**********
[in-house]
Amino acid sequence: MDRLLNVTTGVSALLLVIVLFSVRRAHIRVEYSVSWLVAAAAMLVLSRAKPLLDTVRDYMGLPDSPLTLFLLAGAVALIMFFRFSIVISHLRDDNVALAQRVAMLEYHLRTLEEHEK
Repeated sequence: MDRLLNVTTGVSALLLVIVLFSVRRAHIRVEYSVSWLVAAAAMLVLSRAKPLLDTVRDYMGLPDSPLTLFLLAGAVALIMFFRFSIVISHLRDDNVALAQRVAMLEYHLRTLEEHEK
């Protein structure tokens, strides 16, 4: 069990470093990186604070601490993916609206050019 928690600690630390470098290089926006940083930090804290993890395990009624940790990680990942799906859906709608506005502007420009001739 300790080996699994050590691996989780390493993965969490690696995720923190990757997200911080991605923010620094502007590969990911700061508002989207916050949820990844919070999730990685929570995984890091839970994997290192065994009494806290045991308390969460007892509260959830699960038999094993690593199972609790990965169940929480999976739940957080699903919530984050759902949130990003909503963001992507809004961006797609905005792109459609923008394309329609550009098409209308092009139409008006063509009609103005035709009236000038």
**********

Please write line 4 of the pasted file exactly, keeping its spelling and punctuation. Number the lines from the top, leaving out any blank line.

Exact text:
């Protein structure tokens, strides 16, 4: 069990470093990186604070601490993916609206050019 928690600690630390470098290089926006940083930090804290993890395990009624940790990680990942799906859906709608506005502007420009001739 300790080996699994050590691996989780390493993965969490690696995720923190990757997200911080991605923010620094502007590969990911700061508002989207916050949820990844919070999730990685929570995984890091839970994997290192065994009494806290045991308390969460007892509260959830699960038999094993690593199972609790990965169940929480999976739940957080699903919530984050759902949130990003909503963001992507809004961006797609905005792109459609923008394309329609550009098409209308092009139409008006063509009609103005035709009236000038």